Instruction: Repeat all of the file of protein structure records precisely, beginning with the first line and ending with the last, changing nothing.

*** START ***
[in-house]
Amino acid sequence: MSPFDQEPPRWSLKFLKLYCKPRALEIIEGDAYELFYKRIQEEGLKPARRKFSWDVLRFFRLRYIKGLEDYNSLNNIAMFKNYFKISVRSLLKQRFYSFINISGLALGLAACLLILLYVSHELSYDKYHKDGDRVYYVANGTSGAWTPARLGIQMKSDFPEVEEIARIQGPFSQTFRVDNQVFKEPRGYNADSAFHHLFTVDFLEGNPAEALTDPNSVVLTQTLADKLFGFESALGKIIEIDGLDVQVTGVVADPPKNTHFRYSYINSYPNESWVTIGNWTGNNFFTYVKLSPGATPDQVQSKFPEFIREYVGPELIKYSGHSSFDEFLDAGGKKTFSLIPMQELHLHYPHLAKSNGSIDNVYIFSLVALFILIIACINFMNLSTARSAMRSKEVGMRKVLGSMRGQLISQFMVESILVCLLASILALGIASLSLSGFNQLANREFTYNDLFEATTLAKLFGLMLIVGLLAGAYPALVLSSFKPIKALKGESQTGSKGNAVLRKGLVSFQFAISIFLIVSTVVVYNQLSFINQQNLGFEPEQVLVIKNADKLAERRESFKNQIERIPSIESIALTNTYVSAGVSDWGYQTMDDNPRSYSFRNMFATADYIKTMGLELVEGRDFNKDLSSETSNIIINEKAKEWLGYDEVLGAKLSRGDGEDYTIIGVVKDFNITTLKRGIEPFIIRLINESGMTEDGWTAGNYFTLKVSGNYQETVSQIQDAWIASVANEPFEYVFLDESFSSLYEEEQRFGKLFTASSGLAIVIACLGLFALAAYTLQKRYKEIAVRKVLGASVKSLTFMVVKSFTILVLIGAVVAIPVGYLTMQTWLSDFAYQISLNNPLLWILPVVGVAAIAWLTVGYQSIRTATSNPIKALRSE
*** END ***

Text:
[in-house]
Amino acid sequence: MSPFDQEPPRWSLKFLKLYCKPRALEIIEGDAYELFYKRIQEEGLKPARRKFSWDVLRFFRLRYIKGLEDYNSLNNIAMFKNYFKISVRSLLKQRFYSFINISGLALGLAACLLILLYVSHELSYDKYHKDGDRVYYVANGTSGAWTPARLGIQMKSDFPEVEEIARIQGPFSQTFRVDNQVFKEPRGYNADSAFHHLFTVDFLEGNPAEALTDPNSVVLTQTLADKLFGFESALGKIIEIDGLDVQVTGVVADPPKNTHFRYSYINSYPNESWVTIGNWTGNNFFTYVKLSPGATPDQVQSKFPEFIREYVGPELIKYSGHSSFDEFLDAGGKKTFSLIPMQELHLHYPHLAKSNGSIDNVYIFSLVALFILIIACINFMNLSTARSAMRSKEVGMRKVLGSMRGQLISQFMVESILVCLLASILALGIASLSLSGFNQLANREFTYNDLFEATTLAKLFGLMLIVGLLAGAYPALVLSSFKPIKALKGESQTGSKGNAVLRKGLVSFQFAISIFLIVSTVVVYNQLSFINQQNLGFEPEQVLVIKNADKLAERRESFKNQIERIPSIESIALTNTYVSAGVSDWGYQTMDDNPRSYSFRNMFATADYIKTMGLELVEGRDFNKDLSSETSNIIINEKAKEWLGYDEVLGAKLSRGDGEDYTIIGVVKDFNITTLKRGIEPFIIRLINESGMTEDGWTAGNYFTLKVSGNYQETVSQIQDAWIASVANEPFEYVFLDESFSSLYEEEQRFGKLFTASSGLAIVIACLGLFALAAYTLQKRYKEIAVRKVLGASVKSLTFMVVKSFTILVLIGAVVAIPVGYLTMQTWLSDFAYQISLNNPLLWILPVVGVAAIAWLTVGYQSIRTATSNPIKALRSE